The Publican and Pharisee as Spiritual Athletes

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The canon from the Lenten Triodion for Matins for the Sunday of the Publican and the Pharisee uses athletic imagery to contrast the two men in prayer and to help explain Christ’s parable.

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The righteousness of the Pharisee proved to be vanity, and was condemned, for it was yoked to pride;  but the Publican gained humility, which goes with the virtue exalting men on high. 

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The Pharisee thought to drive swiftly in the chariot of the virtues; but the Publican on foot outran him, for he yoked humility with compassion.  Pondering with our minds the parable of the Publican,  let us all emulate him with tears, offering God a contrite spirit and seeking the remission of our sins.

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The Publican and Pharisee both ran in the race of life,  but the one was overcome by foolish pride:  He was brought to a shameful shipwreck,  while the other was saved by humility.   

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 Changing to a righteous course of life,  let us emulate the wisdom of the Publican:  Let us run from the hateful conceit of the Pharisee, so letting ourselves attain to life.  

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St. John Chrysostom offers a comment on the parable of the Publican and Pharisee which brings to the forefront of spiritual thinking what is really important in our struggle to follow Christ:

To learn how good it is not to imagine that you are something great picture to yourself two chariots.      For one, yoke together a team consisting of justice and arrogance; for the other, a team of sin and humility. You will see that the chariot pulled by the team which includes sin outstrips the team which includes justice. Sin does not win the race because of its own power, but because of the strength of its yokemate, humility.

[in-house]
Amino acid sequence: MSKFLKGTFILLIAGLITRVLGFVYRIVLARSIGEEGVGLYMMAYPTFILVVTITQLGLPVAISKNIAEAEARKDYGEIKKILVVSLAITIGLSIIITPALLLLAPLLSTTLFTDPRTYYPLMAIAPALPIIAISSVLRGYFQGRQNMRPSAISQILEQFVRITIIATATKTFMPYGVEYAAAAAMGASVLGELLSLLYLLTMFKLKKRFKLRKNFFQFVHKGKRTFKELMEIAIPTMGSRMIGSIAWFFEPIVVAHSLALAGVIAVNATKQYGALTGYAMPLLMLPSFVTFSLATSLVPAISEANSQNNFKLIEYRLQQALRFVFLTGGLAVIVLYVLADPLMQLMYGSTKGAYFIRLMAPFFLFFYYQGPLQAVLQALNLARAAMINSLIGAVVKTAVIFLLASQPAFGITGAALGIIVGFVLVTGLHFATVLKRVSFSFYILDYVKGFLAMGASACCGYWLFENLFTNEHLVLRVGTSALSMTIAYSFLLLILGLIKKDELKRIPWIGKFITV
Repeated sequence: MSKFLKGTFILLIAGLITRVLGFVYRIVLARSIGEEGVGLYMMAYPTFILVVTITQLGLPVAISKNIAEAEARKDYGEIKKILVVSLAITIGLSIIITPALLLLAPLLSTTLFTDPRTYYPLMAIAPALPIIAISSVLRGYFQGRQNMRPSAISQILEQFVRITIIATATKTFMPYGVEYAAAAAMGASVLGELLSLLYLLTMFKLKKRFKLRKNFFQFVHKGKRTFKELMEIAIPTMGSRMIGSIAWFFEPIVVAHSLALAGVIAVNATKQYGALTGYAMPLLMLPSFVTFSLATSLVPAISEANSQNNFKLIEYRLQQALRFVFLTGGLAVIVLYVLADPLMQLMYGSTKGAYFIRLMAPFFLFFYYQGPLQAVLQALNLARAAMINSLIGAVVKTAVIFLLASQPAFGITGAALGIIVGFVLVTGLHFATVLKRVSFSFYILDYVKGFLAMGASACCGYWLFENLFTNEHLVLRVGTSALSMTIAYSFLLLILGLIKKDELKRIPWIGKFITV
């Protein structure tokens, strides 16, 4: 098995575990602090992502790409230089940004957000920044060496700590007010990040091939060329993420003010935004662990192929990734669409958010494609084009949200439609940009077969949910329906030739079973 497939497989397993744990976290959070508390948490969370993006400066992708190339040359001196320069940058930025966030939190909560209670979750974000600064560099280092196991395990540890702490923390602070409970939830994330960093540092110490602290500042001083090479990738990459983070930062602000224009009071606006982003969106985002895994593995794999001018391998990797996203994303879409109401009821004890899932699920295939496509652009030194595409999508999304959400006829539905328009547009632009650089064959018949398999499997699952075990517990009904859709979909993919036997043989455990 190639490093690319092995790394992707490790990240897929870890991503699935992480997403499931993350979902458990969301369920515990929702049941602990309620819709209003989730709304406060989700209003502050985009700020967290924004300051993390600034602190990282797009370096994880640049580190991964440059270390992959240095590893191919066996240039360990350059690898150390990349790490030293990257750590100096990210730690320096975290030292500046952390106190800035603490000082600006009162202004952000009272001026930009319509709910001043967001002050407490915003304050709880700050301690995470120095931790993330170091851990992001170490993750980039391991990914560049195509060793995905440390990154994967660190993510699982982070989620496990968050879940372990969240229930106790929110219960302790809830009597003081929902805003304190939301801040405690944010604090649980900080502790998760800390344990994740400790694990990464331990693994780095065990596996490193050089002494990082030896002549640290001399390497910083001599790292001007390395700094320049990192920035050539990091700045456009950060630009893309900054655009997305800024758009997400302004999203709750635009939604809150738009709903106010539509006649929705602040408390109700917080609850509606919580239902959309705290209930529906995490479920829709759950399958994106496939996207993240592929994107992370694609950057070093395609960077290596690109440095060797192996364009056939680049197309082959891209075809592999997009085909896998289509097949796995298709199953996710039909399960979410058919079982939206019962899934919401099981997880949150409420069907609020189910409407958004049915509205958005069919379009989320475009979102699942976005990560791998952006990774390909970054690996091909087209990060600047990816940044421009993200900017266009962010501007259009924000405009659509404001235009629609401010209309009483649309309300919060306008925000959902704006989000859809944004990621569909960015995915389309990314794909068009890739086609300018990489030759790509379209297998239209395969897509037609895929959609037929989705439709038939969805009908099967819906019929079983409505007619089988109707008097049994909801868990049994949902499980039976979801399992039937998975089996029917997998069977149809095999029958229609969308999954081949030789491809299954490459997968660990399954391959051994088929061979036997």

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The losing team is not beaten because justice is weak, but because of the weight and mass of arrogance.  So, humility, by its surpassing loftiness, overcomes the heaviness of sin and is the first to rise up to God. In the same manner, because of its great weight and mass, pride can overcome the lightness of justice and easily drag it down to earth.    (Homily V, The Fathers of the Churchp. 158-160)

It is not being a sinner or our sins which will prevent us from attaining the Kingdom of God.  Rather, it is our pride and arrogance, judgmentalism, which will prevent us from being with Christ.  It is not God’s justice which will deny our entry into heaven, but our lack of mercy, humility and love.

See also my post: A Chariot Race: The Publican vs The Pharisee